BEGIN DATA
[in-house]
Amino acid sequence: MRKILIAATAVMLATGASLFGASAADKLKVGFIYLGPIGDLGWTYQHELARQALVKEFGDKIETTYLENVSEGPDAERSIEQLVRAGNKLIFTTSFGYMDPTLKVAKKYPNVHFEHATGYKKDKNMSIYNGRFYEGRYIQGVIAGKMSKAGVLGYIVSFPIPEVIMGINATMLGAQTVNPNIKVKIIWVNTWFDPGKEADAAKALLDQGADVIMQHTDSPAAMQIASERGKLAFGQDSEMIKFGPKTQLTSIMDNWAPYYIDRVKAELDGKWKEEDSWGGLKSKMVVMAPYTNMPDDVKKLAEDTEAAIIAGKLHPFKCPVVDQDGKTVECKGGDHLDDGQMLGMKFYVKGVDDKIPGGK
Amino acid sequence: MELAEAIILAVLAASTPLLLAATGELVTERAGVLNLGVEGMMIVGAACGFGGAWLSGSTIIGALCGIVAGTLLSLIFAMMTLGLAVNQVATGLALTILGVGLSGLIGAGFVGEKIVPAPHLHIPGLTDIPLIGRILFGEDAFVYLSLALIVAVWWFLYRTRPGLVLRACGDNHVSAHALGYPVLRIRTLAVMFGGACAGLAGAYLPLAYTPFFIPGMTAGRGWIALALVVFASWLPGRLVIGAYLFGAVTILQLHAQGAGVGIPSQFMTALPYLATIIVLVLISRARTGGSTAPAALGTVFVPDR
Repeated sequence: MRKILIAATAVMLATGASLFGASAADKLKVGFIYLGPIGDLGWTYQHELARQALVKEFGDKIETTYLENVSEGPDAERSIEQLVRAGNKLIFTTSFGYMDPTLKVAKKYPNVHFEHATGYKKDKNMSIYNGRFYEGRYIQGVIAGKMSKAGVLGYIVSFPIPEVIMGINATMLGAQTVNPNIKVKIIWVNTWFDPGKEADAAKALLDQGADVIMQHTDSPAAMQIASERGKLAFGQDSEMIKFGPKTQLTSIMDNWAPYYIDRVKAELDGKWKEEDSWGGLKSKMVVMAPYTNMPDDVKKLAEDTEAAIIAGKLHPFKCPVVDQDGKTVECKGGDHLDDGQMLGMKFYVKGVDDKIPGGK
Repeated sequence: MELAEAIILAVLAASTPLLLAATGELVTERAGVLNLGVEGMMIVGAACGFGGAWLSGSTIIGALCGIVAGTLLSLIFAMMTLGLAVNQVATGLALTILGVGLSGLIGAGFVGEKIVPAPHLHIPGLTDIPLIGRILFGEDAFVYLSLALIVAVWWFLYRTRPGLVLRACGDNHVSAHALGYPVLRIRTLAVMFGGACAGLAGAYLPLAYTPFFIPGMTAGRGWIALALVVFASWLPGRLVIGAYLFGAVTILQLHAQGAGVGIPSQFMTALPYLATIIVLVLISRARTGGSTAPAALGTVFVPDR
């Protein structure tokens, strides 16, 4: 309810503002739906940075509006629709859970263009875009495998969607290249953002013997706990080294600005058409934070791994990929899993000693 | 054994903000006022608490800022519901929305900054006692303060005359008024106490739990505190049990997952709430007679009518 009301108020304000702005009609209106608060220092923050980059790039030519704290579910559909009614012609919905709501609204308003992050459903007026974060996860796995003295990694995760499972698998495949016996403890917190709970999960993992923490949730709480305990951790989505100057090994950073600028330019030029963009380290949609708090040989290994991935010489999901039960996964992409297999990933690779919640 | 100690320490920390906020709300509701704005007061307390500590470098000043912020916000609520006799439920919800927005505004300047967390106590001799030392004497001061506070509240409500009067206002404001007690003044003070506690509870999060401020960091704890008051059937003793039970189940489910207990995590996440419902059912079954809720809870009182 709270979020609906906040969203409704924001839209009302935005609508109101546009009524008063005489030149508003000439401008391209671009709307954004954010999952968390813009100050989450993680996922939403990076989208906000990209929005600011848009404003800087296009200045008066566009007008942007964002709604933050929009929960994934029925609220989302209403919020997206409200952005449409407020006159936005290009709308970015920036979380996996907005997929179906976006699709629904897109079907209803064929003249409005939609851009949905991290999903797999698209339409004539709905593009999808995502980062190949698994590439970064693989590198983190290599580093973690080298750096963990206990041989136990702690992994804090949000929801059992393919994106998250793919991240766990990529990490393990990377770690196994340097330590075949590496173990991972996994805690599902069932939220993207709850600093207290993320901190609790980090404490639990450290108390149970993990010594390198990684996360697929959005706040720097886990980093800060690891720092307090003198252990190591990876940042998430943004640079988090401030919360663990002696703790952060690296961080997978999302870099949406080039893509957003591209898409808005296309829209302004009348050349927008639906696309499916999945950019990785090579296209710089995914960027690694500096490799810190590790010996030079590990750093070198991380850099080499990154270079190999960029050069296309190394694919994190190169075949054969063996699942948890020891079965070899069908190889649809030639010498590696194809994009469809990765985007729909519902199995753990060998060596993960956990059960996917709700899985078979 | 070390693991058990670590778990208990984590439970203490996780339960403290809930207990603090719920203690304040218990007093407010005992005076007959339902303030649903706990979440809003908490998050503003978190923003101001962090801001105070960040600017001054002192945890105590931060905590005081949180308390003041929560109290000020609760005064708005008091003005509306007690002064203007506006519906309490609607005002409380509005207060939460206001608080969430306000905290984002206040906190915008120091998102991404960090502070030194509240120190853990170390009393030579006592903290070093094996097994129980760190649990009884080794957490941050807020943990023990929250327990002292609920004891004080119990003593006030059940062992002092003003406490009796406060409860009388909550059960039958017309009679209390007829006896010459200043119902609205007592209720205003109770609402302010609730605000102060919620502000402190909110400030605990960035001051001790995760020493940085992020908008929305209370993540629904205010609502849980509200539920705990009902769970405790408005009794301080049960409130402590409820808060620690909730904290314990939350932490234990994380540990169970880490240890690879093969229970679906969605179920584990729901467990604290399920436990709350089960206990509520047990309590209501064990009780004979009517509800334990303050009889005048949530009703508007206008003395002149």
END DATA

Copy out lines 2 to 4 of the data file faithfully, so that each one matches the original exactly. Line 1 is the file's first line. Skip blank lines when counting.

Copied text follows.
Amino acid sequence: MRKILIAATAVMLATGASLFGASAADKLKVGFIYLGPIGDLGWTYQHELARQALVKEFGDKIETTYLENVSEGPDAERSIEQLVRAGNKLIFTTSFGYMDPTLKVAKKYPNVHFEHATGYKKDKNMSIYNGRFYEGRYIQGVIAGKMSKAGVLGYIVSFPIPEVIMGINATMLGAQTVNPNIKVKIIWVNTWFDPGKEADAAKALLDQGADVIMQHTDSPAAMQIASERGKLAFGQDSEMIKFGPKTQLTSIMDNWAPYYIDRVKAELDGKWKEEDSWGGLKSKMVVMAPYTNMPDDVKKLAEDTEAAIIAGKLHPFKCPVVDQDGKTVECKGGDHLDDGQMLGMKFYVKGVDDKIPGGK
Amino acid sequence: MELAEAIILAVLAASTPLLLAATGELVTERAGVLNLGVEGMMIVGAACGFGGAWLSGSTIIGALCGIVAGTLLSLIFAMMTLGLAVNQVATGLALTILGVGLSGLIGAGFVGEKIVPAPHLHIPGLTDIPLIGRILFGEDAFVYLSLALIVAVWWFLYRTRPGLVLRACGDNHVSAHALGYPVLRIRTLAVMFGGACAGLAGAYLPLAYTPFFIPGMTAGRGWIALALVVFASWLPGRLVIGAYLFGAVTILQLHAQGAGVGIPSQFMTALPYLATIIVLVLISRARTGGSTAPAALGTVFVPDR
Repeated sequence: MRKILIAATAVMLATGASLFGASAADKLKVGFIYLGPIGDLGWTYQHELARQALVKEFGDKIETTYLENVSEGPDAERSIEQLVRAGNKLIFTTSFGYMDPTLKVAKKYPNVHFEHATGYKKDKNMSIYNGRFYEGRYIQGVIAGKMSKAGVLGYIVSFPIPEVIMGINATMLGAQTVNPNIKVKIIWVNTWFDPGKEADAAKALLDQGADVIMQHTDSPAAMQIASERGKLAFGQDSEMIKFGPKTQLTSIMDNWAPYYIDRVKAELDGKWKEEDSWGGLKSKMVVMAPYTNMPDDVKKLAEDTEAAIIAGKLHPFKCPVVDQDGKTVECKGGDHLDDGQMLGMKFYVKGVDDKIPGGK